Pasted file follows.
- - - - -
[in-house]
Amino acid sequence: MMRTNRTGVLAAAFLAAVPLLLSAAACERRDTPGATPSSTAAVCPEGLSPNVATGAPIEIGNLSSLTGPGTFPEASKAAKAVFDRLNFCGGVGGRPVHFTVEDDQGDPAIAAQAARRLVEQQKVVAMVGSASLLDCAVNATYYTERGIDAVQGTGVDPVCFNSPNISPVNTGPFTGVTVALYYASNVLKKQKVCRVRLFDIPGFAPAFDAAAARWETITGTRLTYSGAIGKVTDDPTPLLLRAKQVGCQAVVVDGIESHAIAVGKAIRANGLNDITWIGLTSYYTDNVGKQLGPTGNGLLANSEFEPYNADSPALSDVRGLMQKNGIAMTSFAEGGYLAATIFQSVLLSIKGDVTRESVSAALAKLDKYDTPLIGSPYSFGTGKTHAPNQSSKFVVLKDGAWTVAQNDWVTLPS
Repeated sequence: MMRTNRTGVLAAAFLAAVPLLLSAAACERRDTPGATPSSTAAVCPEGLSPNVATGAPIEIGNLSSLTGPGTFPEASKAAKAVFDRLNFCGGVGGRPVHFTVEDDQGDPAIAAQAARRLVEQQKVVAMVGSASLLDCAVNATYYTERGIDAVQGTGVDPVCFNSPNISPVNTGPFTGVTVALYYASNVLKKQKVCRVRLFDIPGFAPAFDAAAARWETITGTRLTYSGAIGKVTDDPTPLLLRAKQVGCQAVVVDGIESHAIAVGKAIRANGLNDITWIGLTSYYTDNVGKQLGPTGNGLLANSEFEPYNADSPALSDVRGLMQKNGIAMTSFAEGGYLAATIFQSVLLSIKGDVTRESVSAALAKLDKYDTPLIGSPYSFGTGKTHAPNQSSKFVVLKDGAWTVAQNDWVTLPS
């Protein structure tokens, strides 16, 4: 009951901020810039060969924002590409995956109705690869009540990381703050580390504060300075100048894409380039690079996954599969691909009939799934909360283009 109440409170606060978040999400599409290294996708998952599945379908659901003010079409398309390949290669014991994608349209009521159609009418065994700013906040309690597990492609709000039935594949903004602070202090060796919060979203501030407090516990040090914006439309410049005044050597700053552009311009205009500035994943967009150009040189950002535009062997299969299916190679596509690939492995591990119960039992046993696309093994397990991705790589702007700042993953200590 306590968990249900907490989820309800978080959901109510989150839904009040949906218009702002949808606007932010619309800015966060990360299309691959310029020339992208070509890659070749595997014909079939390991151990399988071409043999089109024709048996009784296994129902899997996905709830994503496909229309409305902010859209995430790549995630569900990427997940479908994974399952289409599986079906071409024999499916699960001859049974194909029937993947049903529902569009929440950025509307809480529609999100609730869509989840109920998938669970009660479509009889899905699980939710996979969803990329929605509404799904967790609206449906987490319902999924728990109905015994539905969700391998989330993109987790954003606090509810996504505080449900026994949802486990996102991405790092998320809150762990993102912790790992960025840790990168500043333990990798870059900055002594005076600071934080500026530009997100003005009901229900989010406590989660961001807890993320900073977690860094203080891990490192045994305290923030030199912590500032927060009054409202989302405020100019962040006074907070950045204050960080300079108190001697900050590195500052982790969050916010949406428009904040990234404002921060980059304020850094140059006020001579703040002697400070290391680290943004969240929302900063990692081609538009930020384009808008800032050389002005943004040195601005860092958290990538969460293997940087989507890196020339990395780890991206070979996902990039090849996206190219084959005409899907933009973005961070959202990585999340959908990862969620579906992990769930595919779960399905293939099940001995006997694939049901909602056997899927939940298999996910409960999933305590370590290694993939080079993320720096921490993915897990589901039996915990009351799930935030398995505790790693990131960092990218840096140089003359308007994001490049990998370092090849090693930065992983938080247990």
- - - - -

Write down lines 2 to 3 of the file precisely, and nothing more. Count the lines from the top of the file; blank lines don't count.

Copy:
Amino acid sequence: MMRTNRTGVLAAAFLAAVPLLLSAAACERRDTPGATPSSTAAVCPEGLSPNVATGAPIEIGNLSSLTGPGTFPEASKAAKAVFDRLNFCGGVGGRPVHFTVEDDQGDPAIAAQAARRLVEQQKVVAMVGSASLLDCAVNATYYTERGIDAVQGTGVDPVCFNSPNISPVNTGPFTGVTVALYYASNVLKKQKVCRVRLFDIPGFAPAFDAAAARWETITGTRLTYSGAIGKVTDDPTPLLLRAKQVGCQAVVVDGIESHAIAVGKAIRANGLNDITWIGLTSYYTDNVGKQLGPTGNGLLANSEFEPYNADSPALSDVRGLMQKNGIAMTSFAEGGYLAATIFQSVLLSIKGDVTRESVSAALAKLDKYDTPLIGSPYSFGTGKTHAPNQSSKFVVLKDGAWTVAQNDWVTLPS
Repeated sequence: MMRTNRTGVLAAAFLAAVPLLLSAAACERRDTPGATPSSTAAVCPEGLSPNVATGAPIEIGNLSSLTGPGTFPEASKAAKAVFDRLNFCGGVGGRPVHFTVEDDQGDPAIAAQAARRLVEQQKVVAMVGSASLLDCAVNATYYTERGIDAVQGTGVDPVCFNSPNISPVNTGPFTGVTVALYYASNVLKKQKVCRVRLFDIPGFAPAFDAAAARWETITGTRLTYSGAIGKVTDDPTPLLLRAKQVGCQAVVVDGIESHAIAVGKAIRANGLNDITWIGLTSYYTDNVGKQLGPTGNGLLANSEFEPYNADSPALSDVRGLMQKNGIAMTSFAEGGYLAATIFQSVLLSIKGDVTRESVSAALAKLDKYDTPLIGSPYSFGTGKTHAPNQSSKFVVLKDGAWTVAQNDWVTLPS